Tuesday, April 19, 2022

It's been a bumpy ride on southbound I-5 in Seattle

UPDATE May 6, 2022: Work on the Revive I-5 project scheduled for the weekend of May 6-9 has been postponed due to wet weather. We will announce a new date when that is determined.

By Amy Moreno

There’s a rhythm to the drive on southbound Interstate 5 in Seattle. It comes from a series of unpleasant bumps on the section between I-90 and Spokane Street. The familiar cacophony reverberates as tires bump the original expansion joints along this stretch.

Last year we started with new concrete, grinding down the roadway and putting down fresh pavement. This spring and summer the crew is back for the joints.

This year we plan to break up the beat of the old joints and smooth your ride, starting the weekend of May 7-8. That’s when we’ll begin the first of many weekend-long lane reductions to replace 35 expansion joints on southbound I-5. Forget the summer of love, this will be the summer of lane closures.

It’s more than the noisy bumps

The expansion joints are road-worn and ready to retire. On April 1, one of the joints proved how deeply this work is needed by popping loose. It was just one day before our maintenance crews had planned to do some temporary repair work on that joint.

An expansion joint popped on southbound I-5 in Seattle just after 1 a.m. on April 1.

After that incident we met with contractors and decided to adjust our construction schedule and start with the joints in that area.

Lane reductions start Friday night, May 6

Our contractor, CA Carey, plans to start weekend-long lane reductions at 8 p.m. Friday, May 6, finishing by 5 a.m. Monday, May 9. All traffic will shift through the collector/distributor for the whole weekend. There are Mariners games that weekend, along with other events in downtown Seattle. And of course, it’s Mother’s Day weekend. Yes, this might affect some of your travel plans, but you can still get there if you allow extra time and use alternate transportation.

  • Take a Sound Transit bus or light rail
  • Ride Metro Transit
  • Carpool – it’s always more fun to go with others
  • If you can, travel early (before 8 a.m.) or late (after 8 p.m.)
  • If you can put off the trip, consider rescheduling it
  • If you’re feeling active, there are scooter and bike rentals in Seattle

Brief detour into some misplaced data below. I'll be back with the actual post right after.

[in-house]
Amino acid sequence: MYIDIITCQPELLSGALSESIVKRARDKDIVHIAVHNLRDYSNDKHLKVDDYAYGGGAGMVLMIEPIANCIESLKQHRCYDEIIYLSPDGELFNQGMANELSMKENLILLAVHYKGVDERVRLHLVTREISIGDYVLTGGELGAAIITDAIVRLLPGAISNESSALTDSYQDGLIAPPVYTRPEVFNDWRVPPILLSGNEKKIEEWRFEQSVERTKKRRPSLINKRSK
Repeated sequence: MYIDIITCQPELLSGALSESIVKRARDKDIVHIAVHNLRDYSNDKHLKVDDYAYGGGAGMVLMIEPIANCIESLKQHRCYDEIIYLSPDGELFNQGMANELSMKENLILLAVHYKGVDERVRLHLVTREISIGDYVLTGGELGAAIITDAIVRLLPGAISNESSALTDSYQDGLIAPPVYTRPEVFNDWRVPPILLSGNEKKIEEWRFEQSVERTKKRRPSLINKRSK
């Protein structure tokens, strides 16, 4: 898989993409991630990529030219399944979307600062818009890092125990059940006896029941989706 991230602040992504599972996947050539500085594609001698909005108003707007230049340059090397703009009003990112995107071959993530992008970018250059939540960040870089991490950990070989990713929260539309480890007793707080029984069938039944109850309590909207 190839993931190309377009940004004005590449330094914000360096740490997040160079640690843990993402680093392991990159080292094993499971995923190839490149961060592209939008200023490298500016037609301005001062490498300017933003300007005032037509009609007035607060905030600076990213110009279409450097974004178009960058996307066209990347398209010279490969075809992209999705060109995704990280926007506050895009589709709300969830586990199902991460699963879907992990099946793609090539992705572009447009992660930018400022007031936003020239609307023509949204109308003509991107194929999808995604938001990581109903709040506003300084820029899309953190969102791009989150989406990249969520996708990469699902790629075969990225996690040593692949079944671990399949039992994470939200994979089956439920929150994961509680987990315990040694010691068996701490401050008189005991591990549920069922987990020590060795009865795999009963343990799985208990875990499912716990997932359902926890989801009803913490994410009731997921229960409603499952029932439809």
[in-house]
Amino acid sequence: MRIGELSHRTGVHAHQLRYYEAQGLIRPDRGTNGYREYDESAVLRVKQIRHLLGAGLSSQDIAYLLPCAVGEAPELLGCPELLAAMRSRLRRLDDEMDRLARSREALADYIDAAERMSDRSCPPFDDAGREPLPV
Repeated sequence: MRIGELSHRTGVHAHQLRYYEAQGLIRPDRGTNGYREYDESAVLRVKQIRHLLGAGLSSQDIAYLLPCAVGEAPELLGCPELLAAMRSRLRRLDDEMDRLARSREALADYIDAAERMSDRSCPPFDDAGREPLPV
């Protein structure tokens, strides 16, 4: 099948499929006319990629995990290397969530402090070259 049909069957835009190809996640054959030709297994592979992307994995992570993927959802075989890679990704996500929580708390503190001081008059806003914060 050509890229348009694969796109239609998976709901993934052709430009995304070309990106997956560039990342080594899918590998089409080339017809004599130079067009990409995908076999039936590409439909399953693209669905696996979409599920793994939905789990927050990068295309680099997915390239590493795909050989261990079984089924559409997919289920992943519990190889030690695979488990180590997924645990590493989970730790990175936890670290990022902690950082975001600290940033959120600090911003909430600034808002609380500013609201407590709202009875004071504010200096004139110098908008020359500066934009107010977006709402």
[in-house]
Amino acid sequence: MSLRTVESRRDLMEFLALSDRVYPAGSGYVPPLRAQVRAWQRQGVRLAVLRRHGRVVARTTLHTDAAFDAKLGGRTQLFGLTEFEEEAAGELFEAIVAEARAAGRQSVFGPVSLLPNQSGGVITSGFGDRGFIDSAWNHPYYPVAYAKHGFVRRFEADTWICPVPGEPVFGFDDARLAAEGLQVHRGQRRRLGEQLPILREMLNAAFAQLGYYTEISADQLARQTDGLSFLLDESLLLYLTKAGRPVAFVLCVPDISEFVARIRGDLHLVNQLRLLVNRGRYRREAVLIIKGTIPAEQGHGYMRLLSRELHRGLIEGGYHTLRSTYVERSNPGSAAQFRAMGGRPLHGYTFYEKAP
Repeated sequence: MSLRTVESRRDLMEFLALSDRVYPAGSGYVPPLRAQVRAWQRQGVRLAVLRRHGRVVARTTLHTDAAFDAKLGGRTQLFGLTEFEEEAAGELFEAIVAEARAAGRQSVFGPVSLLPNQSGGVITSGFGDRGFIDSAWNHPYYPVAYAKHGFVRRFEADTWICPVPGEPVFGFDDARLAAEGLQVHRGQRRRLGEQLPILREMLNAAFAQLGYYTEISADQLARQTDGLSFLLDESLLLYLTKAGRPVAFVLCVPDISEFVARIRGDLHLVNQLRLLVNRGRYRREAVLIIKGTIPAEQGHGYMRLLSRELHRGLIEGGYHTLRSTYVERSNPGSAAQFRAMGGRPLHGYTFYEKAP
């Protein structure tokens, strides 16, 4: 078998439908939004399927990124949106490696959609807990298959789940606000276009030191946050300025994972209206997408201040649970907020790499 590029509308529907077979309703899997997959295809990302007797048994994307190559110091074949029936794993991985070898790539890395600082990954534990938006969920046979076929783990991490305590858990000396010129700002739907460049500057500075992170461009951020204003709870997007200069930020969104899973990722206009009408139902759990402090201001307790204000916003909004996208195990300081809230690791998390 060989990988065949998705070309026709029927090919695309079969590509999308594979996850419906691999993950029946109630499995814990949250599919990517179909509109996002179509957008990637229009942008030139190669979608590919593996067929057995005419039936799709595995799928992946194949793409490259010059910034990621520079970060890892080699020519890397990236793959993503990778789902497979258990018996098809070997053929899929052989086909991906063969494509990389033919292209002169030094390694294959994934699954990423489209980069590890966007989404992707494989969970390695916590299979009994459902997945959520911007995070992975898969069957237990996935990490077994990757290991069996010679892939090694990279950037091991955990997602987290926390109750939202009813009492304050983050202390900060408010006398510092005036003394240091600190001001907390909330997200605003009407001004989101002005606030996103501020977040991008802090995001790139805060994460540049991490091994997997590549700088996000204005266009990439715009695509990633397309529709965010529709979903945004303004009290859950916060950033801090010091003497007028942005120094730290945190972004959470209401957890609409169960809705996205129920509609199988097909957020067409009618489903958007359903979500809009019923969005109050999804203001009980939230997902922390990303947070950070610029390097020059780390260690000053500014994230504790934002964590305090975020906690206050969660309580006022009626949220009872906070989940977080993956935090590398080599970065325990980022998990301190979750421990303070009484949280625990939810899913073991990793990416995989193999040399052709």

To maintain a safe work zone for the people replacing the expansion joints, all traffic will go through the collector/distributor during the weekend-long lane reductions.

What’s next?

This is the first of about 16 weekends of lane reductions that will continue through the summer.  We will keep I-5 open for people and businesses, but we need to reduce the number of lanes to do this. We plan to work every weekend except:

  • Memorial Day, May 28-30
  • University of Washington commencement, June 11-12
  • Independence Day, July 2-4
  • Labor Day, Sept. 3-5
A worker welds anchor rods for expansion joints on I-5 in Seattle in 2021.

The work is weather dependent, so rain could mean delays or postponed weekends. Keep an eye on our social channels like Twitter and our travel information for the latest on closures.

Hopefully the work this summer will mean we roll to an easy rhythm by fall. Then we can enjoy the bumps from our car stereo instead of the roadway.


Unknown said...

How often are each expansion joint replaced? It seems like they are replaced every few years.

Unknown said...

Two seasons in Seattle; rainy season and road closure season (summer).

WSDOT said...

We have hundreds of expansion joints on I-5 in the Seattle area and have replaced many of them throughout the years. In the work area for this summer’s project, 32 of 35 joints on the mainline are original expansion joints from when I-5 was built.

Unknown said...

Thank you for the update, however the angled grinding that has been applied to the newly paved joints appears to make no appreciable difference in the severe feedback through a cars suspension. The joints are harsher now than before the work. Luxury cars might be able to tolerate but not ordinary people. I now take local roads to work instead.

wa mace said...

This seems like a very long work schedule. Why does it take so long? it's not like your replacing the freeway.

wa mace said...

This seems like a very long work schedule. Why does it take so long? it's not like your replacing the freeway.

WSDOT said...

It takes about 55 hours to replace an expansion joint because crews must chip out the concrete that holds the old one in place, then cut out the old steel, place and secure the new steel, then pour concrete at the joint and allow it to cure. We can work on several joints in a single weekend but because we are trying to minimize the traffic impacts and keep some lanes open we work on one side for one weekend and then come back the next week and do the other side.

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